Innovance CEO: Layoff a 'Rebalance'
The layoff is the second big one to hit Innovance this year (see Innovance CEO: Layoff Was a Tuneup), telegraphing yet again the message that a recovery in long-haul technology spending is nowhere to be seen. In all, the company has cut about 31 percent of the 335 employees it had in January 2002.
"Clearly... market uncertainty in general has increased," Allen said. The outlook on carrier spending, he says, is murkier than it was even 45 days ago. And there's no immediate prospect that carriers will be investing in the kind of next-generation long-haul transport equipment Innovance has to offer -- at least for a few months.
In the meantime, Innovance must cope with the downturn. Its workforce reduction is an attempt to "rebalance," Allen says, matching up what the company needs to have in terms of staff resources right now against the level to which it needs to cut its cash burn rate.
Allen concedes that even more cuts may be needed, depending on the pattern of carrier demand. "We're prepared to act as we see market dynamics change," he says.
Innovance cut staff across the board in its Ottawa and Piscataway, N.J., facilities. Allen admits the hatchet fell heaviest on the company's manufacturing operations, which include folk involved in finishing and verifying switches that are manufactured by third-party fabrication plants.
Since Innovance shipped its first prototypes to carrier test labs in late May (see Vendors Aim to Cut Costs in Core), these kinds of finishing operations won't be required until customers that are now kicking the tires start ordering products for real. Innovance must wait on this feedback before it can even think about growing again.
Indeed, as Allen says, no other options are open. The funding door has closed, at least for now. Despite being able to score about $130 million in funding to date, including $55 million in February 2002 (see Innovance Scores $55M), Allen says Innovance can't expect more cash to come its way unless it's got paying customers -- and ones of the right ilk -- onboard.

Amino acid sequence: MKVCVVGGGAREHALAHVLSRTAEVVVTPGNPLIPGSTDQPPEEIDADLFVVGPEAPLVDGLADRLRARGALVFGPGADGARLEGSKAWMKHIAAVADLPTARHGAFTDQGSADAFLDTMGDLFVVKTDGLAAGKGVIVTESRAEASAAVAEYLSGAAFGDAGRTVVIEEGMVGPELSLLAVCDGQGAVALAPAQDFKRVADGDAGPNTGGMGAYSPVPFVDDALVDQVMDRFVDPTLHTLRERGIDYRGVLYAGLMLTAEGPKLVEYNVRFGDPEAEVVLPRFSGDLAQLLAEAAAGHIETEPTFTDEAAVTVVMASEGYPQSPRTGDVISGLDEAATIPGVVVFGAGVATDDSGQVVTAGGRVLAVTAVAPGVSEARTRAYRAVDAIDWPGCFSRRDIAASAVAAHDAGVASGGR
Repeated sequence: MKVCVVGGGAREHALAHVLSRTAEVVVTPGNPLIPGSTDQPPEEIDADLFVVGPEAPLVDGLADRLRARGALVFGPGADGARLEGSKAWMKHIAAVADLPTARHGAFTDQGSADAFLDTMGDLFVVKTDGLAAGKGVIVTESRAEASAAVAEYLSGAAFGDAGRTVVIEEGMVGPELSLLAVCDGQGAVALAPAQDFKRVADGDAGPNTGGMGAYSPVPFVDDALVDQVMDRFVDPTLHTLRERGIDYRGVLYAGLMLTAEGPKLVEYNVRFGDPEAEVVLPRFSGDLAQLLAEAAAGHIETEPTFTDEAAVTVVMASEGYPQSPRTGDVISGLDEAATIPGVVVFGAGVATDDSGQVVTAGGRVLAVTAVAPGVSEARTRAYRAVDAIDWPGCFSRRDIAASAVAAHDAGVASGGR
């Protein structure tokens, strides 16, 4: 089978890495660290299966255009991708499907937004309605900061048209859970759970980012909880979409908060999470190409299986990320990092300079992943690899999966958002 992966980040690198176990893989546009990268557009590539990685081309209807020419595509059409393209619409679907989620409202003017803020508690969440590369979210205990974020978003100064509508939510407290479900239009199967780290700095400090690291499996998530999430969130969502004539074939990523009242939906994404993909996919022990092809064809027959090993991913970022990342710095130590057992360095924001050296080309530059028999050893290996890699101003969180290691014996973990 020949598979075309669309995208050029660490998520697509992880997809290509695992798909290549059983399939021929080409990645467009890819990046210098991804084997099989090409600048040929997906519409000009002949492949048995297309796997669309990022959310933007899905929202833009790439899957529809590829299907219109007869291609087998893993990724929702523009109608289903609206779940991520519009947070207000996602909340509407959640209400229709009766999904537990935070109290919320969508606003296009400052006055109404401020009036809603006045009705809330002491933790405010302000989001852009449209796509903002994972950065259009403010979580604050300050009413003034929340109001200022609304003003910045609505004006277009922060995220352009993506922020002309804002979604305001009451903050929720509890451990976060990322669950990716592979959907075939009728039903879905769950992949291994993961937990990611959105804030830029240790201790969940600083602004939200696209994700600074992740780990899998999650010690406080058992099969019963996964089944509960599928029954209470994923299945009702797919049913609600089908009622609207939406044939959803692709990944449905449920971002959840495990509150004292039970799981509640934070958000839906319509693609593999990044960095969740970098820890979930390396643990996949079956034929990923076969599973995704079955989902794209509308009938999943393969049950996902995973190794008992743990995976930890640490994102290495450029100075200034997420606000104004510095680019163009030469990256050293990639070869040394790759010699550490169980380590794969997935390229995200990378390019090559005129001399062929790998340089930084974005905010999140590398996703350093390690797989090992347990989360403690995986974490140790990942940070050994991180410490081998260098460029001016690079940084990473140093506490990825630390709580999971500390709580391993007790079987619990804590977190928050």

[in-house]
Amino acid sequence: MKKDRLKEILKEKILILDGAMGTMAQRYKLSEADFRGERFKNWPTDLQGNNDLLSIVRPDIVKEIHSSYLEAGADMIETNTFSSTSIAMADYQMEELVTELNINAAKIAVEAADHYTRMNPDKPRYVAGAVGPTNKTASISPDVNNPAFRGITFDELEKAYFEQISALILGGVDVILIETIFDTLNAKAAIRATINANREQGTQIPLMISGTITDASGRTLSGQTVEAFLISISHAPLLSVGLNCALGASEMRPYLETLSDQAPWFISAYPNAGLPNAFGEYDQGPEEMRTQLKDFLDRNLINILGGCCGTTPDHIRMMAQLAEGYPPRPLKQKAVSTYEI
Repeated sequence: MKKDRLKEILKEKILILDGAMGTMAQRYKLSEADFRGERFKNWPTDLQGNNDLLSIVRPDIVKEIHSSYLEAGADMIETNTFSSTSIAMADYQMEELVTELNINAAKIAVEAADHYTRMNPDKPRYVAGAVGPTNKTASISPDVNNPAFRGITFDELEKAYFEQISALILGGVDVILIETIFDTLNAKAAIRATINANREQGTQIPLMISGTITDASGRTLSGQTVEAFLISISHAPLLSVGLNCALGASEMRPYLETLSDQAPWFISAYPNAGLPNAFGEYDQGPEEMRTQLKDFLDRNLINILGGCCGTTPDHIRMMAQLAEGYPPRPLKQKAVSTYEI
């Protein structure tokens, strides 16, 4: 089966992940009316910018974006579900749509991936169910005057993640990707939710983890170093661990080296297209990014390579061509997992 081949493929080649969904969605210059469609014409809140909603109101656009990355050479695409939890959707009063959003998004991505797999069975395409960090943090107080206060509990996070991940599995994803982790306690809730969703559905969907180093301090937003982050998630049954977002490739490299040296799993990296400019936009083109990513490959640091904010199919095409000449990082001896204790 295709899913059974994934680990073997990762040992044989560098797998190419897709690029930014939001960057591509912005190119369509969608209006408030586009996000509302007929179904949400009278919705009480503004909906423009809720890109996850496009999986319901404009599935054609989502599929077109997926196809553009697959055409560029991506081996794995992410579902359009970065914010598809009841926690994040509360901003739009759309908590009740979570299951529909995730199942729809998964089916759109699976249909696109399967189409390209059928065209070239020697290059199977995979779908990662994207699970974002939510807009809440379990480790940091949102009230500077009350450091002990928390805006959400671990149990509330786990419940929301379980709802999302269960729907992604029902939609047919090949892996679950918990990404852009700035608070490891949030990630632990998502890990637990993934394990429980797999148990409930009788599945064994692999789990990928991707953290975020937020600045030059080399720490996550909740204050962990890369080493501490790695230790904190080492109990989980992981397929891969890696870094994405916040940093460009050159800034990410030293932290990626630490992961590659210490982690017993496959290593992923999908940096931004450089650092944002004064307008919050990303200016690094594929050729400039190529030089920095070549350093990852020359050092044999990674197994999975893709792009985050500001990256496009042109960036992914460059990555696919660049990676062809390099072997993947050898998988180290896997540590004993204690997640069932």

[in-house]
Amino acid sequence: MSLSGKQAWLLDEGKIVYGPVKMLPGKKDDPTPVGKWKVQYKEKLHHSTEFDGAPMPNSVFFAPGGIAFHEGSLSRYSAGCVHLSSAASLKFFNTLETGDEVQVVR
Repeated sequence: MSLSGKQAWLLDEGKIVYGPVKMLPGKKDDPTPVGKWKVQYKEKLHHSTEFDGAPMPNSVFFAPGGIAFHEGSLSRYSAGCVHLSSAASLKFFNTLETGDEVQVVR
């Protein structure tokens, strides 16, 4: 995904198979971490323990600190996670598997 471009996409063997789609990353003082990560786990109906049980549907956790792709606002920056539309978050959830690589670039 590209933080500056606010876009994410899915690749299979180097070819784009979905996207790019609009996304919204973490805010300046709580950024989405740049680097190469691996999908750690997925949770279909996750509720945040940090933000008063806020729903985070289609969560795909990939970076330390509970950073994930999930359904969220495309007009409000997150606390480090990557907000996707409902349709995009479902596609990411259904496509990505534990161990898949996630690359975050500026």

"Everything is driven around real customer traction," he says. "If you show that, things you need will be available to you."
Innovance isn't alone in waiting for its ship to come in. Another well-funded Ottawa startup in the long-haul space, Ceyba Inc., has also felt the pain of layoffs and cutbacks (see Startups Adjust to Long-Haul Reality).
Startups such as Innovance have been hit hardest by the downturn because they specialize in core network capacity, where the most extravagant excesses of the boom era were focused. What's more, most next-gen equipment for core deployment will call for carriers to commit to a new network architecture that's different from their current, Sonet-based gear. So far carriers have balked at any such changes, as they drop all but the most urgently needed network renovations, which typically involve metro area networking gear.
But Allen thinks change is on the way. He remains "cautiously optimistic" that ongoing consolidation in the carrier market will encourage new investment in long-haul capacity by the end of next year.
By that time, he says, big carriers who've survived the current round of bankruptcies and restructurings will have absorbed some of their fallen competitors and will be ready to take the next step toward offering services to an expanded customer base. Then they'll see that it's more economical to invest in gear that's more scaleable and flexible, rather than tacking on more of the same old telecom kit.
"We think it will be the second half of 2003 before processes, including trials, lead to service deployments," Allen says.
— Mary Jander, Senior Editor, Light Reading